Today’s infants are spending too much time on their backs or in sitting devices, which is causing an increase in head and neck deformities and slowing down their motor development, Susan Effgen, a physical therapy professor at the University of Kentucky, writes for the Lexington Herald- Leader.
This is easily remedied by making sure infants spend most of their waking hours on their tummies, even during the first few weeks of life, Effgen suggests.
The American Academy of Pediatrics recommends that infants should sleep on their backs because it significantly reduces the chance of sudden infant death syndrome (SIDS).
While most parents may know that, any are not aware of how important it is for infants to spend time on their bellies, Effgen writes.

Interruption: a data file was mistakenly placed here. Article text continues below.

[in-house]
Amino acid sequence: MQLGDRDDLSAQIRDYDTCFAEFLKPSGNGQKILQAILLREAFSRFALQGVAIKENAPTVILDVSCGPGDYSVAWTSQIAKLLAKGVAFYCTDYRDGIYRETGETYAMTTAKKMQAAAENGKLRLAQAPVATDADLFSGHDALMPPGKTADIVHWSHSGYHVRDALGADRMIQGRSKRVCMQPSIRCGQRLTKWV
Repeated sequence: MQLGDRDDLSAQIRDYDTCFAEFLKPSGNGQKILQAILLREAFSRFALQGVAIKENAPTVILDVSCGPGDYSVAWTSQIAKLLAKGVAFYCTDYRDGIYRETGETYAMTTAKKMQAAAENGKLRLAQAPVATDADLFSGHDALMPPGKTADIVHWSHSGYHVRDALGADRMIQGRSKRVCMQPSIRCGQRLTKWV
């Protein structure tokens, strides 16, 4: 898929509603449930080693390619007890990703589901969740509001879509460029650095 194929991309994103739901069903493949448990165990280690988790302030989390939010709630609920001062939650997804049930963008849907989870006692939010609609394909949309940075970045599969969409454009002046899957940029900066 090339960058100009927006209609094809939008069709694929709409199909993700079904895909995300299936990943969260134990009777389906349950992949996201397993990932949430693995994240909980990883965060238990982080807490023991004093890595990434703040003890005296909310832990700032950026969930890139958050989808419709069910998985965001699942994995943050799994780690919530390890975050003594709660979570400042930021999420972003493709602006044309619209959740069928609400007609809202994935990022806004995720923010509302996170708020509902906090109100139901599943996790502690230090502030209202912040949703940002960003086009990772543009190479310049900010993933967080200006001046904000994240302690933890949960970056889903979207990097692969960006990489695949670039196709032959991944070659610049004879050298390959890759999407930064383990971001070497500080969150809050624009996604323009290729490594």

Time on their bellies allows them to learn to move and explore their environment, Effgen writes. You can encourage your infant when they are on their tummies by having them to lift up their heads and look around, giving them objects to reach for and encouraging them to prop up on their elbows or hands, These activities help to build strong back and neck muscles needed later for sitting, crawling, walking and talking.
If your infant doesn’t like tummy time, Effgen suggest parents lie on their back and place the infant on their belly to let them practice for several days until they are used to this position. Eventually, practice tummy time together on a baby-proofed floor with fun, appropriate objects placed at their eye level.
— Kentucky Health News